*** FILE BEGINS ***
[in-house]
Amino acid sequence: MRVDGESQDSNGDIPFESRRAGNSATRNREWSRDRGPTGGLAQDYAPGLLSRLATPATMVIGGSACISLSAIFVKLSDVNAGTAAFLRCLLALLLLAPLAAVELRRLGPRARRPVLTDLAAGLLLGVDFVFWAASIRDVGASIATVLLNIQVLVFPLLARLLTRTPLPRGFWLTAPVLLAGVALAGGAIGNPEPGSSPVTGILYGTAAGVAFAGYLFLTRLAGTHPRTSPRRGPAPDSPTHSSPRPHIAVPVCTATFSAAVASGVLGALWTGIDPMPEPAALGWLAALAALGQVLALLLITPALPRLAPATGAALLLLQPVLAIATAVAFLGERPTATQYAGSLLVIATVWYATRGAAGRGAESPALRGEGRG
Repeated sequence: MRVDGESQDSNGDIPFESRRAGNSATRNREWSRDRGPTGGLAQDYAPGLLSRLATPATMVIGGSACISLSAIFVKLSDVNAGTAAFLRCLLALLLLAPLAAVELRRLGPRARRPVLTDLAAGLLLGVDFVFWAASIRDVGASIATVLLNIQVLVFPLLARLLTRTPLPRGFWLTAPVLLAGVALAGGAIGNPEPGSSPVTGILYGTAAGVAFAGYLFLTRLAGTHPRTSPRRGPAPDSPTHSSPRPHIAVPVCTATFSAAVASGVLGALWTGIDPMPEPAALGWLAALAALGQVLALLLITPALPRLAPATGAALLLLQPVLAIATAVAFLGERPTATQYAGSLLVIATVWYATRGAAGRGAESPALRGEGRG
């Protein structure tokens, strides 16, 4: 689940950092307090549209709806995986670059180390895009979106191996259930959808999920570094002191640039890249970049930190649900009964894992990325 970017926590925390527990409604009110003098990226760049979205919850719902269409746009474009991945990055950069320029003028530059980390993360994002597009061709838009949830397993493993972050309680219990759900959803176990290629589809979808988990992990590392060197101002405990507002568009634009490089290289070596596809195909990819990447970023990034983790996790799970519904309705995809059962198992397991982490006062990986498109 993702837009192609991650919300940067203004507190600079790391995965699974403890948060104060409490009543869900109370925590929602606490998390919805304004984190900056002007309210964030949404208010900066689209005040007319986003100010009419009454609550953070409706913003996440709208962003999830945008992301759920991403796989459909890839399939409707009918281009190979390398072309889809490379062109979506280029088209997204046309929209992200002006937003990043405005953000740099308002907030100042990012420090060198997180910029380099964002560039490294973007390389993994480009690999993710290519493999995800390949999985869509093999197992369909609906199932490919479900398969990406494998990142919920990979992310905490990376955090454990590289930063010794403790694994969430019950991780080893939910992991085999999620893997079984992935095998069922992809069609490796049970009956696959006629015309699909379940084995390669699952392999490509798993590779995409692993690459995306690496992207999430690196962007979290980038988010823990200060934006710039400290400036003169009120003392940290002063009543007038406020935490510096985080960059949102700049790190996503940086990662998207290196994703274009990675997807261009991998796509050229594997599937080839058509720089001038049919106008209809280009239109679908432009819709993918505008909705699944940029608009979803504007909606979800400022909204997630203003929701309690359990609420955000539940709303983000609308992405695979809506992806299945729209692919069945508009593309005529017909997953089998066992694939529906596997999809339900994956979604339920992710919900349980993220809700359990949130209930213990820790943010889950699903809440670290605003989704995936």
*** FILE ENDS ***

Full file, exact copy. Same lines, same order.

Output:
[in-house]
Amino acid sequence: MRVDGESQDSNGDIPFESRRAGNSATRNREWSRDRGPTGGLAQDYAPGLLSRLATPATMVIGGSACISLSAIFVKLSDVNAGTAAFLRCLLALLLLAPLAAVELRRLGPRARRPVLTDLAAGLLLGVDFVFWAASIRDVGASIATVLLNIQVLVFPLLARLLTRTPLPRGFWLTAPVLLAGVALAGGAIGNPEPGSSPVTGILYGTAAGVAFAGYLFLTRLAGTHPRTSPRRGPAPDSPTHSSPRPHIAVPVCTATFSAAVASGVLGALWTGIDPMPEPAALGWLAALAALGQVLALLLITPALPRLAPATGAALLLLQPVLAIATAVAFLGERPTATQYAGSLLVIATVWYATRGAAGRGAESPALRGEGRG
Repeated sequence: MRVDGESQDSNGDIPFESRRAGNSATRNREWSRDRGPTGGLAQDYAPGLLSRLATPATMVIGGSACISLSAIFVKLSDVNAGTAAFLRCLLALLLLAPLAAVELRRLGPRARRPVLTDLAAGLLLGVDFVFWAASIRDVGASIATVLLNIQVLVFPLLARLLTRTPLPRGFWLTAPVLLAGVALAGGAIGNPEPGSSPVTGILYGTAAGVAFAGYLFLTRLAGTHPRTSPRRGPAPDSPTHSSPRPHIAVPVCTATFSAAVASGVLGALWTGIDPMPEPAALGWLAALAALGQVLALLLITPALPRLAPATGAALLLLQPVLAIATAVAFLGERPTATQYAGSLLVIATVWYATRGAAGRGAESPALRGEGRG
């Protein structure tokens, strides 16, 4: 689940950092307090549209709806995986670059180390895009979106191996259930959808999920570094002191640039890249970049930190649900009964894992990325 970017926590925390527990409604009110003098990226760049979205919850719902269409746009474009991945990055950069320029003028530059980390993360994002597009061709838009949830397993493993972050309680219990759900959803176990290629589809979808988990992990590392060197101002405990507002568009634009490089290289070596596809195909990819990447970023990034983790996790799970519904309705995809059962198992397991982490006062990986498109 993702837009192609991650919300940067203004507190600079790391995965699974403890948060104060409490009543869900109370925590929602606490998390919805304004984190900056002007309210964030949404208010900066689209005040007319986003100010009419009454609550953070409706913003996440709208962003999830945008992301759920991403796989459909890839399939409707009918281009190979390398072309889809490379062109979506280029088209997204046309929209992200002006937003990043405005953000740099308002907030100042990012420090060198997180910029380099964002560039490294973007390389993994480009690999993710290519493999995800390949999985869509093999197992369909609906199932490919479900398969990406494998990142919920990979992310905490990376955090454990590289930063010794403790694994969430019950991780080893939910992991085999999620893997079984992935095998069922992809069609490796049970009956696959006629015309699909379940084995390669699952392999490509798993590779995409692993690459995306690496992207999430690196962007979290980038988010823990200060934006710039400290400036003169009120003392940290002063009543007038406020935490510096985080960059949102700049790190996503940086990662998207290196994703274009990675997807261009991998796509050229594997599937080839058509720089001038049919106008209809280009239109679908432009819709993918505008909705699944940029608009979803504007909606979800400022909204997630203003929701309690359990609420955000539940709303983000609308992405695979809506992806299945729209692919069945508009593309005529017909997953089998066992694939529906596997999809339900994956979604339920992710919900349980993220809700359990949130209930213990820790943010889950699903809440670290605003989704995936």